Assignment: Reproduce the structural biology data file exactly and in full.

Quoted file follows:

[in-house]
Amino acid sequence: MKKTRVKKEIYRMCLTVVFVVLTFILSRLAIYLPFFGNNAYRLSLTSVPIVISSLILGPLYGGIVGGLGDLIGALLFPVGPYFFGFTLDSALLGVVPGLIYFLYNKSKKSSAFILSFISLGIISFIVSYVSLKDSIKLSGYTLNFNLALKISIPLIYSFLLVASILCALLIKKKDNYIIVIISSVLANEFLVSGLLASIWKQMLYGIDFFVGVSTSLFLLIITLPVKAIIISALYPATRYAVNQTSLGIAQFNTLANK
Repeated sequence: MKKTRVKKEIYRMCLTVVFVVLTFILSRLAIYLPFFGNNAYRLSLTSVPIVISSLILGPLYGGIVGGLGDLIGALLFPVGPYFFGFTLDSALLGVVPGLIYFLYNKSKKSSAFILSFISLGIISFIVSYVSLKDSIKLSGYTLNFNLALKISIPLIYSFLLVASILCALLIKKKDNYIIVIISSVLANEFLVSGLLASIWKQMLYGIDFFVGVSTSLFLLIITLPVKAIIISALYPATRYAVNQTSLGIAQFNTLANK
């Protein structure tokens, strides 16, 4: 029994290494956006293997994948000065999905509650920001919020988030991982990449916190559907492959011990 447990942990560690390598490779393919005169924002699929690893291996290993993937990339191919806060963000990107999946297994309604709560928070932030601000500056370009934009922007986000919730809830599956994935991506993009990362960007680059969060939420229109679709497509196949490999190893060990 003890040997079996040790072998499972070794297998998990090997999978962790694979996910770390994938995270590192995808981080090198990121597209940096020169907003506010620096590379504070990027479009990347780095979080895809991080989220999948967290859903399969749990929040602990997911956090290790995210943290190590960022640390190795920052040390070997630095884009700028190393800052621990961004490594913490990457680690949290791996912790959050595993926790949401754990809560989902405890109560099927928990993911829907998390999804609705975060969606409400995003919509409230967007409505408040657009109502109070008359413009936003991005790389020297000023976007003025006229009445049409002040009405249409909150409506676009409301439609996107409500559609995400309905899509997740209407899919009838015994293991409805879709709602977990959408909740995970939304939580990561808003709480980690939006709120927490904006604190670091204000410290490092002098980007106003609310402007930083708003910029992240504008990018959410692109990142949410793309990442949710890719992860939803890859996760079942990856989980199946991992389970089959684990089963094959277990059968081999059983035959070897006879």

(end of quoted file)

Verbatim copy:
[in-house]
Amino acid sequence: MKKTRVKKEIYRMCLTVVFVVLTFILSRLAIYLPFFGNNAYRLSLTSVPIVISSLILGPLYGGIVGGLGDLIGALLFPVGPYFFGFTLDSALLGVVPGLIYFLYNKSKKSSAFILSFISLGIISFIVSYVSLKDSIKLSGYTLNFNLALKISIPLIYSFLLVASILCALLIKKKDNYIIVIISSVLANEFLVSGLLASIWKQMLYGIDFFVGVSTSLFLLIITLPVKAIIISALYPATRYAVNQTSLGIAQFNTLANK
Repeated sequence: MKKTRVKKEIYRMCLTVVFVVLTFILSRLAIYLPFFGNNAYRLSLTSVPIVISSLILGPLYGGIVGGLGDLIGALLFPVGPYFFGFTLDSALLGVVPGLIYFLYNKSKKSSAFILSFISLGIISFIVSYVSLKDSIKLSGYTLNFNLALKISIPLIYSFLLVASILCALLIKKKDNYIIVIISSVLANEFLVSGLLASIWKQMLYGIDFFVGVSTSLFLLIITLPVKAIIISALYPATRYAVNQTSLGIAQFNTLANK
């Protein structure tokens, strides 16, 4: 029994290494956006293997994948000065999905509650920001919020988030991982990449916190559907492959011990 447990942990560690390598490779393919005169924002699929690893291996290993993937990339191919806060963000990107999946297994309604709560928070932030601000500056370009934009922007986000919730809830599956994935991506993009990362960007680059969060939420229109679709497509196949490999190893060990 003890040997079996040790072998499972070794297998998990090997999978962790694979996910770390994938995270590192995808981080090198990121597209940096020169907003506010620096590379504070990027479009990347780095979080895809991080989220999948967290859903399969749990929040602990997911956090290790995210943290190590960022640390190795920052040390070997630095884009700028190393800052621990961004490594913490990457680690949290791996912790959050595993926790949401754990809560989902405890109560099927928990993911829907998390999804609705975060969606409400995003919509409230967007409505408040657009109502109070008359413009936003991005790389020297000023976007003025006229009445049409002040009405249409909150409506676009409301439609996107409500559609995400309905899509997740209407899919009838015994293991409805879709709602977990959408909740995970939304939580990561808003709480980690939006709120927490904006604190670091204000410290490092002098980007106003609310402007930083708003910029992240504008990018959410692109990142949410793309990442949710890719992860939803890859996760079942990856989980199946991992389970089959684990089963094959277990059968081999059983035959070897006879």